Your garden should be a multilayer food forest, says RHS horticulturist

Your garden should have many layers, like a rainforest, to perform for biodiversity and climate, a leading garden designer has said.

Tom Massey, an award-winning horticulturist, said most gardens only have a couple of layers, with a mown lawn, some bushes and perhaps a tree. But adding multiple layers, with intermingled planting, helps to mimic what one may find in a biodiverse forest, with each layer giving benefits for wildlife.

“There’s a school of thought, or a concept, called a forest garden or a food forest,” said Massey, “and essentially it’s mimicking a natural forest. So you’ve got the canopy layer of the trees, you’ve got the climbing plants that scramble up the trees and climb on fences. You’ve then got the shrub layer, ground cover layer, you have mushrooms, you have this swale feature which holds water, and then you’ve got roots.

“So it’s a kind of multilayer garden with high degrees of biodiversity, intermingled planting, so rather than just having a block of shrubs, it’s got lots of different species growing harmoniously together.”

Massey, who has displayed multiple times at Chelsea flower show, is launching a book with the Royal Horticultural Society about how to turn sterile, paved front gardens and heavily mown back gardens into havens for wildlife through planting forest gardens.

Forest gardens have plant types of varying heights and are a good use for small plots because you are gardening from high areas to low. They support more wildlife as there are varying habitats and the planting is dense.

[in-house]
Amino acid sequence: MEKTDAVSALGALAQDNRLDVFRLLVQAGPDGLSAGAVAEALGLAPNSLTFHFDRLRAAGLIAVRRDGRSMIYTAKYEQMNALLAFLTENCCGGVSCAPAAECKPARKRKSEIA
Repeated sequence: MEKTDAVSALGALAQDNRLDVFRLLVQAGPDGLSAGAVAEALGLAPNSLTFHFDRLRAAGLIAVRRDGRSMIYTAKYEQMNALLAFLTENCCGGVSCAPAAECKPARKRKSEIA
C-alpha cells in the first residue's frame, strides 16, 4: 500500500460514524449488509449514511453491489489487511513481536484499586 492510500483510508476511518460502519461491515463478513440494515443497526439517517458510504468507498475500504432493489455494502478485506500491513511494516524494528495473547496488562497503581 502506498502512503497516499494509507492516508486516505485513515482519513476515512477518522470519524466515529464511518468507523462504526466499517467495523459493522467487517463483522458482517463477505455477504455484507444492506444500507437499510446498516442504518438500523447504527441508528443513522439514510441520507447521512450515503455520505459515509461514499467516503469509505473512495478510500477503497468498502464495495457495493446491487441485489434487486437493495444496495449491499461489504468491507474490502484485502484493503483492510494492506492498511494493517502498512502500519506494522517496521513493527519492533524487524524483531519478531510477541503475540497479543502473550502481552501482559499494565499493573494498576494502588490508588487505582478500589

An example front garden Massey suggests is a low-maintenance gravel garden with plants that are resistant to drought and wind, as front gardens are often more exposed to the elements, with lower-quality soil. Suggested plants include the small-flowered hesperaloe, a yucca-like perennial with pink flowers, and autumn sage, a bushy dwarf shrub with red, purple or yellow flowers. Both are drought-resistant, low-effort and attractive.

Related: RHS developing ‘wellbeing blueprint’ to enhance health benefits of gardens

For a rear garden, Massey includes swale planting, with ditches to store water, and raised areas where plants that need less water can be grown, making it appropriate forwet and dry weather as the climate becomes less hospitable.

While the average garden, he says, has about five plant species in it, his suggested back garden has 30, from poppies to grasses to trees to climbing plants, adding benefits for wildlife and making the gardens more likely to thrive in Britain’s changing climate.

“London, for example, is predicted to have a climate more similar to Barcelona within the next 20 to 30 years,” Massey said. “So now if you’re planting trees in London, maybe look to Barcelona [as] the kinds of trees thriving there now are going to be more suitable than what you might typically think of as a British street tree.”

Related: A growing revolution: new ways of using the land

Massey says “gardens in the UK equal roughly the size of Wales, so if you think about that as a landscape as a whole, that’s a huge area of green space that could be providing many services for biodiversity. So it’s really important to think about our gardens as part of a wider interconnected landscape.”

Unfortunately, there is a rise in people paving over their front gardens, he added: “It’s kind of driven by house prices and people say you need to have four parking spaces or two parking spaces or it knocks the value of your home, but I think we need to start thinking more about value for wildlife as well. And the benefit that that brings in [and] that if we don’t start to make changes, we are going to destroy the planet.”

  • RHS Resilient Garden is out on 6 April